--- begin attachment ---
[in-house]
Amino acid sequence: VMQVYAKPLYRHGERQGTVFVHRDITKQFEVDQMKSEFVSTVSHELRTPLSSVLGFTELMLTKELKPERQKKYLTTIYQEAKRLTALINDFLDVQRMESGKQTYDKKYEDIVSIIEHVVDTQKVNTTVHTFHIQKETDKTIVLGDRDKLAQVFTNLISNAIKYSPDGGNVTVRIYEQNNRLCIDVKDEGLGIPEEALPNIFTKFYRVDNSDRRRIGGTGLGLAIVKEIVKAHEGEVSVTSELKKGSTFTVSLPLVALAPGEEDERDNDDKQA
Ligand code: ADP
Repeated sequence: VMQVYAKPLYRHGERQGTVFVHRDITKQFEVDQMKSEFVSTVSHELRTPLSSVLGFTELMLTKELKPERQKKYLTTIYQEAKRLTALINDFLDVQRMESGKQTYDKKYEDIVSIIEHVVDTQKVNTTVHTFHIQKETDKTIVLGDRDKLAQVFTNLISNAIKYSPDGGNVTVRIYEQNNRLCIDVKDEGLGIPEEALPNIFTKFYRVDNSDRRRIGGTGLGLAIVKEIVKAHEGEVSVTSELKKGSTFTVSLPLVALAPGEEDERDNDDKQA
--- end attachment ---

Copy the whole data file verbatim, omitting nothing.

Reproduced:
[in-house]
Amino acid sequence: VMQVYAKPLYRHGERQGTVFVHRDITKQFEVDQMKSEFVSTVSHELRTPLSSVLGFTELMLTKELKPERQKKYLTTIYQEAKRLTALINDFLDVQRMESGKQTYDKKYEDIVSIIEHVVDTQKVNTTVHTFHIQKETDKTIVLGDRDKLAQVFTNLISNAIKYSPDGGNVTVRIYEQNNRLCIDVKDEGLGIPEEALPNIFTKFYRVDNSDRRRIGGTGLGLAIVKEIVKAHEGEVSVTSELKKGSTFTVSLPLVALAPGEEDERDNDDKQA
Ligand code: ADP
Repeated sequence: VMQVYAKPLYRHGERQGTVFVHRDITKQFEVDQMKSEFVSTVSHELRTPLSSVLGFTELMLTKELKPERQKKYLTTIYQEAKRLTALINDFLDVQRMESGKQTYDKKYEDIVSIIEHVVDTQKVNTTVHTFHIQKETDKTIVLGDRDKLAQVFTNLISNAIKYSPDGGNVTVRIYEQNNRLCIDVKDEGLGIPEEALPNIFTKFYRVDNSDRRRIGGTGLGLAIVKEIVKAHEGEVSVTSELKKGSTFTVSLPLVALAPGEEDERDNDDKQA